The Wolverines were decent but nothing special on the defensive line last season. But they have some interesting pieces to work with this year. Start with a pair of seniors on the edges in Frank Clark and Brennen Beyer. Elsewhere on the line are a several talented young players who have seen a lot of snaps early in their careers, such as Taco Charlton, Chris Wormley, Willie Henry and Matt Godin. Many of these players were highly rated recruits, and if they can live up to their potential and bring the level of play back up near Brady Hoke's first year as head coach, this is a group that can make some noise.
Problem for a contender: Wisconsin
Like several other positions for the Badgers, this one was hit hard by graduation, as stalwarts like Beau Allen, Ethan Hemer, Pat Muldoon and Tyler Dippel have all moved on. There is still some promise here, as Warren Herring gives the team a big body inside and redshirt freshman Chikwe Obasih provides reason for excitement. Fifth-year senior Konrad Zagzebski will need to make his presence known. The group could have a little more speed than in years past, but no team lost more experience on the defensive front than Wisconsin.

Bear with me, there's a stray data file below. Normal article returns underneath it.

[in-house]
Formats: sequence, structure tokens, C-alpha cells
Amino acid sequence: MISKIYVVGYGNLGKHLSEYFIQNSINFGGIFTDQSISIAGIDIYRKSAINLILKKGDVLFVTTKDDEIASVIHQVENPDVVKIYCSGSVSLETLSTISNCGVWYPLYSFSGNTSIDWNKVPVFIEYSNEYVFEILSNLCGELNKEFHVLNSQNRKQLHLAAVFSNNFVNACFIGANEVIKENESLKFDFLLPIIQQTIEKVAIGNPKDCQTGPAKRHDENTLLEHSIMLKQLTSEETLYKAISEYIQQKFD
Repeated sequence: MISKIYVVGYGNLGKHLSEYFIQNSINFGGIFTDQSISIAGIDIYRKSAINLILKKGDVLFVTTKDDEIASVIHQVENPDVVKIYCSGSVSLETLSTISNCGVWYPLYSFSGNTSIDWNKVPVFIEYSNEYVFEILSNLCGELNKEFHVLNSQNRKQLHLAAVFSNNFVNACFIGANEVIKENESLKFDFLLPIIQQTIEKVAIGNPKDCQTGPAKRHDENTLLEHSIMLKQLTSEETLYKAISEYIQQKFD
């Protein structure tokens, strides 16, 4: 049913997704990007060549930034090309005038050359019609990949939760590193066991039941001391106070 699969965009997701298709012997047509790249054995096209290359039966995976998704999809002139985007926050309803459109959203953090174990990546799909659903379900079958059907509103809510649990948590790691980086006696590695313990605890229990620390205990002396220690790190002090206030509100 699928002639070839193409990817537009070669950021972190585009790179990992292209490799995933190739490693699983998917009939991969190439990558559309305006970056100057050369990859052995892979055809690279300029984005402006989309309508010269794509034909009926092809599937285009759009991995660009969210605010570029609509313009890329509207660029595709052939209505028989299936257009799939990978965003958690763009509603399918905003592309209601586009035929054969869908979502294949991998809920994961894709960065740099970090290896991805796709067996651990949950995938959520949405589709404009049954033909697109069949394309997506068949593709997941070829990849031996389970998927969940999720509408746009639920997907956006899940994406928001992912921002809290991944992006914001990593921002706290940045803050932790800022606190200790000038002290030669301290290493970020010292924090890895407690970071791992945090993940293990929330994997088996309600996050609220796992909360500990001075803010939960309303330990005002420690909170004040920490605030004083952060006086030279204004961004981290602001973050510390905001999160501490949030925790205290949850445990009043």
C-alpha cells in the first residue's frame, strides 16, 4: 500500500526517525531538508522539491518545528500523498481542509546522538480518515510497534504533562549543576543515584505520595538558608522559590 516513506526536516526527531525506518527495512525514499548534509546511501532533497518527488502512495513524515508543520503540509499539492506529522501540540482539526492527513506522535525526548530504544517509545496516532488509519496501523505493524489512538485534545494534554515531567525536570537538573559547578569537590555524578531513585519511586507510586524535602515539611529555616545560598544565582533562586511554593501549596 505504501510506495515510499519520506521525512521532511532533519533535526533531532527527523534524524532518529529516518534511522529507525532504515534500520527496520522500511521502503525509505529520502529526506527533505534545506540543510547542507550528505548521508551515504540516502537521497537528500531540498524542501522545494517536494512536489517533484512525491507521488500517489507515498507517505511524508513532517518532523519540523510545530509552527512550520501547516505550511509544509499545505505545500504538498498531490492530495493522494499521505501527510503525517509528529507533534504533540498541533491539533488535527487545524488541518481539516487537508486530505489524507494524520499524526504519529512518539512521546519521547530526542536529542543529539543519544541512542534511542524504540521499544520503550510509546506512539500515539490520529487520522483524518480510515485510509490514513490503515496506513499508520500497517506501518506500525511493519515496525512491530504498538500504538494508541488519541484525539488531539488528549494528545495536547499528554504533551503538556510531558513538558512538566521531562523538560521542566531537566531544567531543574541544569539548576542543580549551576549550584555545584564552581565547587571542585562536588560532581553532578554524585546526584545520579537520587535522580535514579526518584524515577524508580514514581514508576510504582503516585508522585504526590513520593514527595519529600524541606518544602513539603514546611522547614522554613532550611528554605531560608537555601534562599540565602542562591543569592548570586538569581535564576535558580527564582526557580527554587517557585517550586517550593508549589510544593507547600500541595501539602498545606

By indispensable, we don't necessarily mean best. We mean the players who would be hardest to replace between now and the start of the season if they got hurt/suspended/involved in a time-travel mishap, etc. That could be because of their value to the team or because of a lack of depth at their position.
We'll pick two players from each team, usually offense and defense, but not always. Our next stop in the series is the Michigan Wolverines.
It's tempting to pick the other Devin here and go with quarterback Devin Gardner. And maybe that would be the smarter call. But Brady Hoke keeps insisting that Shane Morris has made progress and is catching up to Gardner, so the Wolverines could weather a prolonged absence from Gardner. Depth is a much more pressing issue at the position Funchess plays. After losing Jeremy Gallon and Drew Dileo to graduation and Jake Butt to injury, Michigan has few other experienced receiving options. Freddy Canteen turned heads this spring but is still just a true freshman, while other players such as Jehu Chesson and Amara Darboh must prove themselves. Funchess caught 49 passes for 748 yards and six touchdowns last fall, and the converted tight end is a matchup nightmare, especially in the red zone. His playmaking skills would be sorely missed.
Frank Clark, DE, Sr.